On Tuesday, October 20, NYU Associate Professor of Political Science Patrick Egan ’92 presented a lecture entitled “LGBT Politics After Marriage Equality.”
The talk consisted of a data driven appraisal of the LGB community and yielded three conclusions: LGB identity is rising in prevalence, becoming less attached to sexual behavior, and persistently coincides with Democratic affiliation.
After a brief introduction by Professor of Political Science Rick Valelly ’75, Egan paid homage to Swarthmore College, commenting that he was “back home,” and briefly chronicled his work heretofore, which includes degrees from Princeton and Berkeley, stints in the office of former Philadelphia mayor Ed Rendell and the AIDS Law Project of Pennsylvania, and success in a raft of significant publications, before diving into his lecture.
Egan started off his lecture in Massachusetts, where LGB have full legal equality, including in the housing and occupational sphere, not just marital.
“In my lifetime, I think it’s going to be the case” countrywide, he predicted for full LGB de jure equality.
He did distinguish between LGB rights and transgender rights, saying that legal equality for the latter group would be a more extensive journey.
Egan’s first series of data, on the increase in LGB self-identification, showed that rates have tracked sharply upwards in the past few years; government sponsored public health surveys, for example, show identification rising from 3% in 2001 to 5% in 2012, with a particularly pronounced increase among the youngest generational cohort, in which 6.5% identified as LGB.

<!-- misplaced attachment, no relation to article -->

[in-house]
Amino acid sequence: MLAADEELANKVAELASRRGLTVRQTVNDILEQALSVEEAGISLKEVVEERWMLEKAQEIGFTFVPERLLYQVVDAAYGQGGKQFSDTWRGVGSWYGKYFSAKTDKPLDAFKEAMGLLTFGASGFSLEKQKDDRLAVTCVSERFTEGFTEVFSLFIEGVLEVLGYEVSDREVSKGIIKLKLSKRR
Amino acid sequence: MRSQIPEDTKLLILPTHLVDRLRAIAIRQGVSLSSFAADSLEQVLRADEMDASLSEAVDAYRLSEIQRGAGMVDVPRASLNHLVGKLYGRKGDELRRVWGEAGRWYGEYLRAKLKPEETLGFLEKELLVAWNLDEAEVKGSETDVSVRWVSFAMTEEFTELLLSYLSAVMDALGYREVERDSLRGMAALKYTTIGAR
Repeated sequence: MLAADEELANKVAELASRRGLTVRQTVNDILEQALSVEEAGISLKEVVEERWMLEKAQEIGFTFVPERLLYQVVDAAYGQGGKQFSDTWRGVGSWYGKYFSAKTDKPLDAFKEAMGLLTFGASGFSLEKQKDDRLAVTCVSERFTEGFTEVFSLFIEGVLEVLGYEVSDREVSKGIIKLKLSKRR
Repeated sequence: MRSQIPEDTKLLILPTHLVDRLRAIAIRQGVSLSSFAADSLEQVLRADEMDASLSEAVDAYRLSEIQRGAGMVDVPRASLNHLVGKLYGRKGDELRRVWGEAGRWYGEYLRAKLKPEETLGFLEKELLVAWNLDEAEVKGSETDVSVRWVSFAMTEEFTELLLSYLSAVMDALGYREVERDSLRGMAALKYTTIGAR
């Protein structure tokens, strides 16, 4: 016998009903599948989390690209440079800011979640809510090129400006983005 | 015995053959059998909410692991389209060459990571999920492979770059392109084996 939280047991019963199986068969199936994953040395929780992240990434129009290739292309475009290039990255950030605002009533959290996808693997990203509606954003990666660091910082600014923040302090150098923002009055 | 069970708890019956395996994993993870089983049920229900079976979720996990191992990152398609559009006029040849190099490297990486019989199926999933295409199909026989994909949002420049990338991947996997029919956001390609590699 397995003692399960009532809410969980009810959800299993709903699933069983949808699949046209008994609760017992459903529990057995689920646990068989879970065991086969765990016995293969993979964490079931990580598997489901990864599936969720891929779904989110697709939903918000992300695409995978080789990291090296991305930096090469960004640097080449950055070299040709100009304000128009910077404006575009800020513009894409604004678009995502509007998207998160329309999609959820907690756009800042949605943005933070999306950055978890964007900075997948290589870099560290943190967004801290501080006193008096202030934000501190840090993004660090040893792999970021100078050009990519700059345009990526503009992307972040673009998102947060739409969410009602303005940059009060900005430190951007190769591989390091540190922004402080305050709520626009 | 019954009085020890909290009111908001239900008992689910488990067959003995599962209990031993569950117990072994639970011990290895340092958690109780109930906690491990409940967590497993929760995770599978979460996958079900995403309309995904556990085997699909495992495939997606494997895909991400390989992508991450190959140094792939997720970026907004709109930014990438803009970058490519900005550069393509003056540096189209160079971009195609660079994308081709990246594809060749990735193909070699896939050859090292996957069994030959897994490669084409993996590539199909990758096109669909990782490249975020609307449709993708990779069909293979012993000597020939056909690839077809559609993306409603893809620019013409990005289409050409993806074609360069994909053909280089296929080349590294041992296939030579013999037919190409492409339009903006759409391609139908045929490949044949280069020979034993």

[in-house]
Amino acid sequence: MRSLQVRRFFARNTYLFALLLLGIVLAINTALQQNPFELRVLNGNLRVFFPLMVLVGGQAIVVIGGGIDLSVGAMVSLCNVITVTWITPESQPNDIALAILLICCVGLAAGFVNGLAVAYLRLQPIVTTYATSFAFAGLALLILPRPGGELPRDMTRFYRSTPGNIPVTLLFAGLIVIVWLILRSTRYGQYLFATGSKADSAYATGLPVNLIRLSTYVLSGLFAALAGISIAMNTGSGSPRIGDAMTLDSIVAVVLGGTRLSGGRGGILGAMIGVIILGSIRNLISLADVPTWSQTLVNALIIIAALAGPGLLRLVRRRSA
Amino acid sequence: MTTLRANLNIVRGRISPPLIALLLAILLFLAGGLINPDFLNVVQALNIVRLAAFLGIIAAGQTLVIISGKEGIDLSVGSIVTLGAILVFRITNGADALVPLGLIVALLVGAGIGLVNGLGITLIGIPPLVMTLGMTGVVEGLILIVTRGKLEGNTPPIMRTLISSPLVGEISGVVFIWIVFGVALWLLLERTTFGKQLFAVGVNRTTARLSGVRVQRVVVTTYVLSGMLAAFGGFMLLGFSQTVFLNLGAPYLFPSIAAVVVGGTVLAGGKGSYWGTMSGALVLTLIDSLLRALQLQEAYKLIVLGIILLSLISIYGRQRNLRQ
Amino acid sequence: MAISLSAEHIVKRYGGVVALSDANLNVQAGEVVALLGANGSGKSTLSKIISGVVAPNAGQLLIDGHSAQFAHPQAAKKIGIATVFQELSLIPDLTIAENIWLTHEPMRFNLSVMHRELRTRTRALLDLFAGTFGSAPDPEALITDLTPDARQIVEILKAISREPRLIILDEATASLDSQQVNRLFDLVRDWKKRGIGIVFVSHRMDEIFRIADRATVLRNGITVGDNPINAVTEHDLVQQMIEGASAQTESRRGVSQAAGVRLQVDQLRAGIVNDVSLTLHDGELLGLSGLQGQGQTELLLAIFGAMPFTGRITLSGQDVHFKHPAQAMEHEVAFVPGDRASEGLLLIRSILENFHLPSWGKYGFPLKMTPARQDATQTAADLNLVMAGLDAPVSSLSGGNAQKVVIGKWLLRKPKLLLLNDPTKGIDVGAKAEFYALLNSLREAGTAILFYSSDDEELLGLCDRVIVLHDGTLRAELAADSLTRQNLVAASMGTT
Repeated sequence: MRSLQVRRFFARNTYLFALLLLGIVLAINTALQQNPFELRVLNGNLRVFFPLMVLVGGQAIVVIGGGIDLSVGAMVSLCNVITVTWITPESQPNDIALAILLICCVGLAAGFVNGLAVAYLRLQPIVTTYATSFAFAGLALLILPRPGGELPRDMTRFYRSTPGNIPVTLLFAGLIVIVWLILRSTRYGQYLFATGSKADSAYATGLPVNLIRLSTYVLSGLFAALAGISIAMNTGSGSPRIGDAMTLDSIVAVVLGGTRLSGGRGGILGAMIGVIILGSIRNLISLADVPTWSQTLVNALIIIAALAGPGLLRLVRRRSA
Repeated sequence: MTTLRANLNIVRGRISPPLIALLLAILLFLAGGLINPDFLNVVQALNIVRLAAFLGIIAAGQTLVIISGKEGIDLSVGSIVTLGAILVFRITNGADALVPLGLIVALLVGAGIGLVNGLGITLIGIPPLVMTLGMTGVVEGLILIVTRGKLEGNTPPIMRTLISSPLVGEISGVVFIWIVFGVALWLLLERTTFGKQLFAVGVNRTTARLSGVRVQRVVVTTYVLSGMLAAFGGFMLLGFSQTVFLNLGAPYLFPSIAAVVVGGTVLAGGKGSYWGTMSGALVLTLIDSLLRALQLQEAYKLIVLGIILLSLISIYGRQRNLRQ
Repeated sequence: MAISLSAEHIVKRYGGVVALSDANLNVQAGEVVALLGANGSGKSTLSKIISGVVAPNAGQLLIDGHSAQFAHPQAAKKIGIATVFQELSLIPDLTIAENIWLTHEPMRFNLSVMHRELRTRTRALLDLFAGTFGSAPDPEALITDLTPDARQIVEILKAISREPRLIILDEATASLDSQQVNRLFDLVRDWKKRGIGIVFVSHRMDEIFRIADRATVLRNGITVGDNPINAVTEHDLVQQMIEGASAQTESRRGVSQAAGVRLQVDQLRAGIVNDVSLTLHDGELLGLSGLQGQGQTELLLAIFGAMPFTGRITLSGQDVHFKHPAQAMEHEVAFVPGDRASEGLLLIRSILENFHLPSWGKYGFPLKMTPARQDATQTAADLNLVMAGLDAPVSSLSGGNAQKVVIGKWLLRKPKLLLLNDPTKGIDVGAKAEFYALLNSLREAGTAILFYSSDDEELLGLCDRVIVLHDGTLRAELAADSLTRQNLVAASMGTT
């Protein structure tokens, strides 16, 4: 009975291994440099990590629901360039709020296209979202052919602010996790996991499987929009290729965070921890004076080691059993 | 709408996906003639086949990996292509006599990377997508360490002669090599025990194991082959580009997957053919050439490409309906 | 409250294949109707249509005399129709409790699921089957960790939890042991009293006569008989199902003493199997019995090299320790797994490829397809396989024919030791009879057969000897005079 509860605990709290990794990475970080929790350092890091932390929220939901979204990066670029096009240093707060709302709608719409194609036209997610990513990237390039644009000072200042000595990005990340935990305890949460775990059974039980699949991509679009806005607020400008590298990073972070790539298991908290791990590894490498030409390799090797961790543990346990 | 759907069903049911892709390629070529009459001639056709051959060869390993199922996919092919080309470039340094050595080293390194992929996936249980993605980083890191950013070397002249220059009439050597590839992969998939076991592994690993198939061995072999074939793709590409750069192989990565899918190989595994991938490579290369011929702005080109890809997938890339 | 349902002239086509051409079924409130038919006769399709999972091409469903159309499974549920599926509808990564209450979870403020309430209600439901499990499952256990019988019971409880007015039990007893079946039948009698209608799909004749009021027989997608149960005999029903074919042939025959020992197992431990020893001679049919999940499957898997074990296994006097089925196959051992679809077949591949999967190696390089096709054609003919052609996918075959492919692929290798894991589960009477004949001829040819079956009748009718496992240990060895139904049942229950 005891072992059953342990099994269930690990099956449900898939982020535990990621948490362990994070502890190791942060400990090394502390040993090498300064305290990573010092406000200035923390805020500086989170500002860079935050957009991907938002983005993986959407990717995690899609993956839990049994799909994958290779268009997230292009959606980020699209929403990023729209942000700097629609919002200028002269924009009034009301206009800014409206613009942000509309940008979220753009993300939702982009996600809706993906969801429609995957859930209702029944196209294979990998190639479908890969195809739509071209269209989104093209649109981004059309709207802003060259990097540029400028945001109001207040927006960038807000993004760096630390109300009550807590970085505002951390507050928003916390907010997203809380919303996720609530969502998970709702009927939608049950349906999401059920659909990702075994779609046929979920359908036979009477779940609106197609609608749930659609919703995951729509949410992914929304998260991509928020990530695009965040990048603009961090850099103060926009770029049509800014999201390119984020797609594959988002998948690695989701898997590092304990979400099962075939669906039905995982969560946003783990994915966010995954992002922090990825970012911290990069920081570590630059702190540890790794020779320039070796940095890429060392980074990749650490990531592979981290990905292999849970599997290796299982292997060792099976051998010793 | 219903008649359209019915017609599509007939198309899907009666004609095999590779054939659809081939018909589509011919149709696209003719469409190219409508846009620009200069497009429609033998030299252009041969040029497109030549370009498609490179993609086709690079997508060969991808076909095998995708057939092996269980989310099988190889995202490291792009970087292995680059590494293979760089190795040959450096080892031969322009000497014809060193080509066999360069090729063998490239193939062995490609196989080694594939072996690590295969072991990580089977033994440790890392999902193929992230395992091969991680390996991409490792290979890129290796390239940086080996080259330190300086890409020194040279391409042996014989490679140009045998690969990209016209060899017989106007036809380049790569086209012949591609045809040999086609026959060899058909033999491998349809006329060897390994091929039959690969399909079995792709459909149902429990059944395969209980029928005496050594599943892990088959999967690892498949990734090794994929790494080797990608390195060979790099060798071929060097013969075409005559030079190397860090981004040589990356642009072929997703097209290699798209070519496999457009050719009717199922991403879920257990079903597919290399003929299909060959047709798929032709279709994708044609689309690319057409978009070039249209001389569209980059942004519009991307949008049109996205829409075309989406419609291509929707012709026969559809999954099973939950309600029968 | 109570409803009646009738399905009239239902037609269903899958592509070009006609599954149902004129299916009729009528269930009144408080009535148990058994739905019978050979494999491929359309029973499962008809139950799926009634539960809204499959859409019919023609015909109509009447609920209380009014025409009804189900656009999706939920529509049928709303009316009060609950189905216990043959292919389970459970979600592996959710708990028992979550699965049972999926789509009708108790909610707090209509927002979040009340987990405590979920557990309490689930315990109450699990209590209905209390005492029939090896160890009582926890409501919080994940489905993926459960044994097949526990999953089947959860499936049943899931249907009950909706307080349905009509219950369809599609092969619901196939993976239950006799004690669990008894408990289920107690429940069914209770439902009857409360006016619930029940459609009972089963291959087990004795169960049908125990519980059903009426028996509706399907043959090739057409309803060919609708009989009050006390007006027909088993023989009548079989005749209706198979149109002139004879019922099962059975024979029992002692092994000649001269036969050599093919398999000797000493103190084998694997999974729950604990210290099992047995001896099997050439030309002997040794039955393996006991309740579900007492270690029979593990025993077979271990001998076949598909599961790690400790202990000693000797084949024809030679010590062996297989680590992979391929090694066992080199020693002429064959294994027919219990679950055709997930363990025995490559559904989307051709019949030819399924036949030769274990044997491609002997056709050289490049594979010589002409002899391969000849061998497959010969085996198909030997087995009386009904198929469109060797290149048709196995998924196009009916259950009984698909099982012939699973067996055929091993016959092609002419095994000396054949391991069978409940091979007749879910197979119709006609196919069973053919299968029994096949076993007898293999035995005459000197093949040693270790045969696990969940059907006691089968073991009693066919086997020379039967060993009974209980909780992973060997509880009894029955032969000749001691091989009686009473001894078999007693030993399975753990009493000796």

“We’re talking about a potential doubling of American’s identifying as LGB,” Egan said.
He believes the only sensible explanation is lessening stigma.
Egan showed that LGB identification is less tied to sexual behavior: the fraction of women in particular who do not have female sex partners but identify as LGB has statistically significantly increased. He also showed that LGB identity is durable, noting that 80% of people who identified as LGB in one 2008 survey identified the same in 2012, making it more persistent than ethnicity, class, and political ideology, and indicated that LGBs are durably Democratic voters, regardless of the candidate’s record on gay rights.
Romeo Luevano ’19 said that he found the talk informative, but wanted more of a roadmap as to how the LGBT community could attain equality faster.
“Going into the talk, I thought it was actually going to answer the question of, “Well, what’s next?” he said.
Keton Kakkar ‘19 voiced similar criticism with the breadth of the talk.
“It was just a statistical analysis of how gay people vote in politics,” he said, where he was looking to be informed on how to accelerate the drive for LGBT to equality.